Before going in to watch Alien: Covenant: Prometheus 2, @craigsorrell and I got into an interesting discussion. Judging by his reaction, my approach to rating movies is so foreign as to warrant disdain.

Suffice it to say that it’s not uncommon for him to bestow disdain on opposing viewpoints. As I thought more about it, though, this could be one of those moments that acts as a way to understanding someone’s worldview.

The point of contention became that, when I go into a movie, I stated that I treat it as “starting” with 5 stars, the theoretical maximum of any rating. (Going any higher is akin to breaking Warp 10, which can only be done when Star Trek writers really need it to be done.)

As I sit there in the dim theatre, with the blank screen, and nothing has happened save for the production logos, that movie has five stars. So far as I’m concerned, there’s no reason it shouldn’t. What happens after the movie starts determines whether it keeps those five stars.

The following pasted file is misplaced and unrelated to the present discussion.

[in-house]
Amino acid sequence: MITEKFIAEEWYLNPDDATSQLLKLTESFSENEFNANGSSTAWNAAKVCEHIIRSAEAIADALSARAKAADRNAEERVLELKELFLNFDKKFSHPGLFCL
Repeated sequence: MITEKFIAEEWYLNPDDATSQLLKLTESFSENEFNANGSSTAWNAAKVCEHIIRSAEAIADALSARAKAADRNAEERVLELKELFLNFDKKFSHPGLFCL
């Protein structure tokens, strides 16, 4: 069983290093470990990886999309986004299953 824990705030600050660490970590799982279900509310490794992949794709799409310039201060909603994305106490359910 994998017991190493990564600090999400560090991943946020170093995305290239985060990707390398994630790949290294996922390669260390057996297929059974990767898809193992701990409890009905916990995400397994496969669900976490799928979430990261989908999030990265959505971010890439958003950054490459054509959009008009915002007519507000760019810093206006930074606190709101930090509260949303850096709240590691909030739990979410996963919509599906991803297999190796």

T Rexes attack a jeep in the rain in The Lost World Jurassic Park
The Lost World: Jurassic Park lost stars precipitously, as a rainstorm.

I don’t have any pretensions about what this says, per se. Everyone has their own method of evaluating a movie. However, when contrasted with the opposing viewpoint, it becomes an interesting conversation.

There’s no real point to me going through “how it works” or come up with some ridiculous metaphorical scoring system, because the point is that it’s more an approach than a precise method. I prefer to give every movie the benefit of the doubt; otherwise I wouldn’t have spent the money on Prometheus 2: Alien Boogaloo in the first place.

An interesting note with this is that my approach to books is quite the opposite. I basically sit down with a new book, and it’s up to the author’s skill to woo me into spending the time.

I’m curious on which side of the aisle people find themselves with this one, and if patterns of “ratings” are therefore influenced.